There's some stuff with Sam that has promise, with her dying horribly and contributing to her wishing to leave the Doctor. There are some nice ideas here and I do like the fake death idea, but nothing is written with any sort of interest whatsoever. It's as though the author were novelising a plot outline, rather than writing a book.

The Doctor as the Evergreen Man is also a nice idea, but again what we get in terms of actual story isn't that much fun. He gets to have some interaction with the fairies, but it's all rather lacklustre. There's a laughable attempt to suggest that he sleeps with their leader, as the camera pans away shyly, but she has no character to speak of. McIntee's patented "Tell, don't show" style hits overdrive here. We're told that the Doctor finds her beautiful from the first moment, but we're never shown any sense of character that demonstrates why this should be the case.

The plot tries bravely to go in unexpected directions -- but it does this by having pivotal characters who don't have a single appearance before page 200 or so. As in, the main villain. Erm. No, really, what was up with this? That's incredibly lazy writing. It's not revelation, it's a cheat.

Fitz comes off okay in his parts, which pretty much confirms his writer-proof status. His treating the war as a bit of a lark works well, because we do get a bit of a sense of how scary the situation can be when things turn a bit nasty. But it's not really his book (yet again), so he's pretty much sidelined (yet again).

The rest of the book is taken up with technical-manual-like descriptions of machinery and weapons and so on. These have never amounted to much of interest, but McIntee does like to show off his research. Here they're no more interesting than ever, which is a shame, because I'd have thought the setting would lend itself to such things better than usual.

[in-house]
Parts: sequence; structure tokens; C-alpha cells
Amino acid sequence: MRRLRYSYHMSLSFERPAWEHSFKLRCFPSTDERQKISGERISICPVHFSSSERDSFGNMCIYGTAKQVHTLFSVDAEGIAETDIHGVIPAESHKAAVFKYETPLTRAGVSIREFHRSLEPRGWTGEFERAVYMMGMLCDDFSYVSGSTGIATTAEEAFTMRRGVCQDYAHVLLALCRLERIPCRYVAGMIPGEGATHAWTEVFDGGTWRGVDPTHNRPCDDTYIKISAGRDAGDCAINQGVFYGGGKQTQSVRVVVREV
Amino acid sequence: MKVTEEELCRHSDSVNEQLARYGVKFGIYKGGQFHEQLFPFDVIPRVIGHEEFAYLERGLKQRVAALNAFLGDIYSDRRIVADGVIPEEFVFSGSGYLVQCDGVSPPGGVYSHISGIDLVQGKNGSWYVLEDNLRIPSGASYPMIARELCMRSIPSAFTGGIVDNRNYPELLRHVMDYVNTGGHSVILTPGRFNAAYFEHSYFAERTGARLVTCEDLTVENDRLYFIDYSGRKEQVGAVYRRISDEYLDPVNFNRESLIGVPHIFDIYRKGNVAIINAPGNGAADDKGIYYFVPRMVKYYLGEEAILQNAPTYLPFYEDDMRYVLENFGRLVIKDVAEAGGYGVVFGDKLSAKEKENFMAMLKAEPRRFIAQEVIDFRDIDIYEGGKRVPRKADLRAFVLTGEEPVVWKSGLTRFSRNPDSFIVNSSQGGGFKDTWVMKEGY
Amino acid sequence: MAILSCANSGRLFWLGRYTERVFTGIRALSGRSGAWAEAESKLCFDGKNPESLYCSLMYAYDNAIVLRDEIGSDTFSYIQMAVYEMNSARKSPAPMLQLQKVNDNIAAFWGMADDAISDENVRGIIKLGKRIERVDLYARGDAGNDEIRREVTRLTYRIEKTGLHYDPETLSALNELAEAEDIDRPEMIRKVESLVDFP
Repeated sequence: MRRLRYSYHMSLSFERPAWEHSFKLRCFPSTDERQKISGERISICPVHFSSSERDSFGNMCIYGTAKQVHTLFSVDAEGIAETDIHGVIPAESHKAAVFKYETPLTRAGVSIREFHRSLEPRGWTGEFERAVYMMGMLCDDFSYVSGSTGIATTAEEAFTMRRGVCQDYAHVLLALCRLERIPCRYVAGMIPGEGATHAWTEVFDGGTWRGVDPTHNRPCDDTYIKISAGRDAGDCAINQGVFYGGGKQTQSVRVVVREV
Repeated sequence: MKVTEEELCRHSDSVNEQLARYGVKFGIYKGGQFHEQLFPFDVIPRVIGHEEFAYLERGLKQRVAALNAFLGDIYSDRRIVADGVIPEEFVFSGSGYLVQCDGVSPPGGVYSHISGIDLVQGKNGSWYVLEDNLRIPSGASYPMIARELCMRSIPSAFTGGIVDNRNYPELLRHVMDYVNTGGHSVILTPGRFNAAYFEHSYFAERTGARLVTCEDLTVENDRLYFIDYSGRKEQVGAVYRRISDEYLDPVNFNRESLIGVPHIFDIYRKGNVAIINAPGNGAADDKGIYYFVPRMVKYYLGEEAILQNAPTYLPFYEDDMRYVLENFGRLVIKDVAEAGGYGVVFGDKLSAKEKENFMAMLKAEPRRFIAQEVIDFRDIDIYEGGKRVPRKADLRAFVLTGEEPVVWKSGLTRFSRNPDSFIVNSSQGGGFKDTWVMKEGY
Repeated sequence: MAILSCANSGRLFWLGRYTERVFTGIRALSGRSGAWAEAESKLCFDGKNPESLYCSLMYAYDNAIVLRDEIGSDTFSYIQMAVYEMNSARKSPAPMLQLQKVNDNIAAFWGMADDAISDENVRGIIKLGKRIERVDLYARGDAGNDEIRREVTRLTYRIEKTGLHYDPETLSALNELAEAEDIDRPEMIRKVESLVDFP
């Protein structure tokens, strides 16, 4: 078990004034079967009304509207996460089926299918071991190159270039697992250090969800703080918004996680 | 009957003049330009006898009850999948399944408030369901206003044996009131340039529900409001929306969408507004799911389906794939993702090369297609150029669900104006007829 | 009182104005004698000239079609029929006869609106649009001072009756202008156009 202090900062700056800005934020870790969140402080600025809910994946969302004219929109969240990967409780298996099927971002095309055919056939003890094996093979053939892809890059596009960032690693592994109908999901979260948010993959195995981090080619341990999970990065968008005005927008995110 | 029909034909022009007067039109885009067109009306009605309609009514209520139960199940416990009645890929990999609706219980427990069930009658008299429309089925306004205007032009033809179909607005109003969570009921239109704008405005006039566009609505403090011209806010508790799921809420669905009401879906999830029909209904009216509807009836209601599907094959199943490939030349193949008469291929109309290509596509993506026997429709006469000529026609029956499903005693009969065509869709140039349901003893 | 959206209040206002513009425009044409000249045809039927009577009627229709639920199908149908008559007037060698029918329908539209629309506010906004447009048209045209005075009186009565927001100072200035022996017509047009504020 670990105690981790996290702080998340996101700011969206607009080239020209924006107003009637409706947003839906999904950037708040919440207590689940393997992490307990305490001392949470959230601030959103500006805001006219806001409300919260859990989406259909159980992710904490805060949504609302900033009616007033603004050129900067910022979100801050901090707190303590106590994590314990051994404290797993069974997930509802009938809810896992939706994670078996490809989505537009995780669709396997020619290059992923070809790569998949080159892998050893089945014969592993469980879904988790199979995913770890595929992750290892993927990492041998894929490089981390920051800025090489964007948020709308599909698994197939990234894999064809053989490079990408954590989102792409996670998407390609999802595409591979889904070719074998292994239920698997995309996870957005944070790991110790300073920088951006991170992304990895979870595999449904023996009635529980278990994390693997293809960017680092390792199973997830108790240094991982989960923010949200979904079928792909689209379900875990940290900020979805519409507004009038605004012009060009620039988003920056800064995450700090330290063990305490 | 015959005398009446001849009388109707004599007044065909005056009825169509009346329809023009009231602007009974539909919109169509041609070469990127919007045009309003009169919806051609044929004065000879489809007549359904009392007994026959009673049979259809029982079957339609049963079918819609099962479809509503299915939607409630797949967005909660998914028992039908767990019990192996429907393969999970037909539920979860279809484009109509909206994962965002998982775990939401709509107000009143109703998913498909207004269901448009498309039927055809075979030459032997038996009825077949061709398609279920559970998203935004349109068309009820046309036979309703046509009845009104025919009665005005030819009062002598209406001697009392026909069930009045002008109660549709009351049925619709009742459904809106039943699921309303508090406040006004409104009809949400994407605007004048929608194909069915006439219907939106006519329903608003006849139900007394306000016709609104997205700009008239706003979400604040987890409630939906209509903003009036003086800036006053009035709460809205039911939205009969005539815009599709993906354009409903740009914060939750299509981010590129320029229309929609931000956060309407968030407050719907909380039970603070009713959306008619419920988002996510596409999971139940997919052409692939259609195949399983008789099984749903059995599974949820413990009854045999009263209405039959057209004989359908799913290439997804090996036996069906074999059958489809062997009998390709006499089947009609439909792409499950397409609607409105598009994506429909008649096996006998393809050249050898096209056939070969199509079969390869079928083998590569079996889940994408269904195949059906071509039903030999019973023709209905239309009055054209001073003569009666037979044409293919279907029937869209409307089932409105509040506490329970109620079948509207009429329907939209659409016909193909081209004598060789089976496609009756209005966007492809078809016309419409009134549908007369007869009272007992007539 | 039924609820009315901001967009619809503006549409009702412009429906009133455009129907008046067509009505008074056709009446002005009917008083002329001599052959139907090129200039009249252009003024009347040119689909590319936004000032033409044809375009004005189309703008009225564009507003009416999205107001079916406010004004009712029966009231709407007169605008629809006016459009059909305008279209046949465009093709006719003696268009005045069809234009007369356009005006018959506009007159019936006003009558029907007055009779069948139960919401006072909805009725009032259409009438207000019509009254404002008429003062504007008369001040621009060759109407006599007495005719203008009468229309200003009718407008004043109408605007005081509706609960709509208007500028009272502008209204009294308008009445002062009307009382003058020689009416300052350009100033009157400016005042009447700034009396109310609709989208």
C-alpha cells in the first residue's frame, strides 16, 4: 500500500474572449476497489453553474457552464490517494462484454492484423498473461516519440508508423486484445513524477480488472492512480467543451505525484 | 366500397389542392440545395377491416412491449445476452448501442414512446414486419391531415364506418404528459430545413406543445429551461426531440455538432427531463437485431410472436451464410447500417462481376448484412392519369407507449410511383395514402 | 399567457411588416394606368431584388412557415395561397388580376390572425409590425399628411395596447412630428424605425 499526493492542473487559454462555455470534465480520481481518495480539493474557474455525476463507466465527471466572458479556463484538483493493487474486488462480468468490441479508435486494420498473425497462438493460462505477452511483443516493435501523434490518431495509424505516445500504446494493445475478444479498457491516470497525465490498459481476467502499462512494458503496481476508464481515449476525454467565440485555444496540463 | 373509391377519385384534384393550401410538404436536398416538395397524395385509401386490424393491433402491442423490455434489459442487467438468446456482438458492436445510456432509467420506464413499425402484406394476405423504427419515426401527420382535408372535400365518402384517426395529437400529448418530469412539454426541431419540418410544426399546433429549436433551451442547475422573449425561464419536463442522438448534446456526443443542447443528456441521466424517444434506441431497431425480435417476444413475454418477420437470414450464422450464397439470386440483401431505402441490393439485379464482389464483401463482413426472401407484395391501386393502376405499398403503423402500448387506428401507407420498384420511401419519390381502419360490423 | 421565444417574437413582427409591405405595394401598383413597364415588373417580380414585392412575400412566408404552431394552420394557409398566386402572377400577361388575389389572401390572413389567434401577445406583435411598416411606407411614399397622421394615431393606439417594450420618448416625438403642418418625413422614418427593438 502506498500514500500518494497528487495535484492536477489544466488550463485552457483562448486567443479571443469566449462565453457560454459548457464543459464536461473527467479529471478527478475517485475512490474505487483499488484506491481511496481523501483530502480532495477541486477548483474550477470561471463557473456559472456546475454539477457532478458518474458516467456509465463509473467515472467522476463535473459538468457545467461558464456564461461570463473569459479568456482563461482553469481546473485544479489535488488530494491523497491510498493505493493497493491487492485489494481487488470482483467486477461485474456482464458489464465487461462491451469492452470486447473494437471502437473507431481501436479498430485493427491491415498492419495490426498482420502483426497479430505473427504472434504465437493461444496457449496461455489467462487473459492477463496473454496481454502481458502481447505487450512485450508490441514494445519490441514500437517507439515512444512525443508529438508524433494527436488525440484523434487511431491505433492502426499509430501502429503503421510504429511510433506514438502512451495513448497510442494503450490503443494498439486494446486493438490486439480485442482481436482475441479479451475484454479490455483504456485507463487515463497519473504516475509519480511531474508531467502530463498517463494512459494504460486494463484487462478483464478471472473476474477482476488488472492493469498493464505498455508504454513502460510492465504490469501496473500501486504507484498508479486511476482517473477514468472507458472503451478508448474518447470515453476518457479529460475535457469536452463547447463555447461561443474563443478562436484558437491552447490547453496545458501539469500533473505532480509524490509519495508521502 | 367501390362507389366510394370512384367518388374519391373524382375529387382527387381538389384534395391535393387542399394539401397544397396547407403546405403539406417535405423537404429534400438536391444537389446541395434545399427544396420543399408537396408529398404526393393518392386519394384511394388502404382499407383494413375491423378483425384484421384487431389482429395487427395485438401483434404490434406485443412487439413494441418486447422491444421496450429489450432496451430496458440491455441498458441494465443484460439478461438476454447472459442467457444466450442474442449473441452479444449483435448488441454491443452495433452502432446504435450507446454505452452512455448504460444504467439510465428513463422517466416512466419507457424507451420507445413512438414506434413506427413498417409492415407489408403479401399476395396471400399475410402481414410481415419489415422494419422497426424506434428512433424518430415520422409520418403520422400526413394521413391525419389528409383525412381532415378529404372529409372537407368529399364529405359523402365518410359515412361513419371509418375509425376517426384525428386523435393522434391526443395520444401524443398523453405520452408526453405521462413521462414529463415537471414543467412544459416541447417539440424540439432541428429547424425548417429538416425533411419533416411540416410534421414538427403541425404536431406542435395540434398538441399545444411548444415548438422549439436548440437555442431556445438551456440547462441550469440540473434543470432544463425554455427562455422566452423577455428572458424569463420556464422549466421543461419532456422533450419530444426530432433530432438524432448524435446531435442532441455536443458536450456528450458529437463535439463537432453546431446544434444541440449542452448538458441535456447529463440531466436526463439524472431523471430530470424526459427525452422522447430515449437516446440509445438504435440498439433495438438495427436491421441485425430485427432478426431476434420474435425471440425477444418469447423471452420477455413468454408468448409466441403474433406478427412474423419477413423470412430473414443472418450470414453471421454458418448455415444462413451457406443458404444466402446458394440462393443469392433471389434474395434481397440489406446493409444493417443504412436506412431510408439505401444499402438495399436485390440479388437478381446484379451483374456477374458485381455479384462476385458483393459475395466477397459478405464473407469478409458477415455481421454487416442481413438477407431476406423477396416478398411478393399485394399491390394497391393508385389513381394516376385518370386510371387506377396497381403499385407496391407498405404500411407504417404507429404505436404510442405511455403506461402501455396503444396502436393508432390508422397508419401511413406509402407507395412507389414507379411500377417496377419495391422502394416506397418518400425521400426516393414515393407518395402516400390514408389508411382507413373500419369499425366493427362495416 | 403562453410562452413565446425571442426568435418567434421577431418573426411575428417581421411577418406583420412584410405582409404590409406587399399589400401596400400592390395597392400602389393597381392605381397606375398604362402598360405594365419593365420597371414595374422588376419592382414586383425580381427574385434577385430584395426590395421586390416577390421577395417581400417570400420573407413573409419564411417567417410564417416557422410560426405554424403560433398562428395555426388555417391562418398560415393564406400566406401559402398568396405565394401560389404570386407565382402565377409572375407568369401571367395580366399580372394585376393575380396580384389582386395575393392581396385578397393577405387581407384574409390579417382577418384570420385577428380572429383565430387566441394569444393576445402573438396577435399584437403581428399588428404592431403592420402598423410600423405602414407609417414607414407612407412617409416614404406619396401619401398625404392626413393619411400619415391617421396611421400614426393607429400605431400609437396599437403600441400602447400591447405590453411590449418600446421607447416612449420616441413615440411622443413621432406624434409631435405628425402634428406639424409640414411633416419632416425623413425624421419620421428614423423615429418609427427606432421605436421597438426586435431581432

Autumn Mist is a bizarre hybrid of action setpieces and men with guns crossed with fairies and stuff. It doesn't really hang together at all. It's not actively bad, but it's still not very good, either.

A Review by Andrew McCaffrey 28/8/01

Autumn Mist is a bit of a mess with an overly simple storyline being let down by some truly atrocious prose. Any attempt to wrap the reader in its narrative, ends jarringly when one comes across a sentence or fragment that would make the English students in the readership cringe.

The story itself isn't all that bad. There is nothing really the matter with it, but there is also nothing much positive to say about it either. Some books with a weak storyline can turn this perceived limitation into a strength by adding character conflict, angst or introspection (with varying degrees of success). Here the lack of plot is made up for with long war scenes that pay more attention to the tanks and equipment than it does to the people that are operating them. This contributes to the uncaring feel that the book has, as though nothing that one is reading matters in any tangible way. By the time one reaches the end, one does not really notice that the conclusion has been rushed through. Although this sort of sloppy writing at the finale is a problem that plagues many an EDA, it seems strangely appropriate here.

The prose and the sentence structure are really where this novel collapses. Strange sentence fragments joined together by random punctuation marks become distracting at times and very detrimental to the reading experience. This is a book that would have been enormously helped by an extra stage of proofreading and/or editing. It's a shame that this did not occur.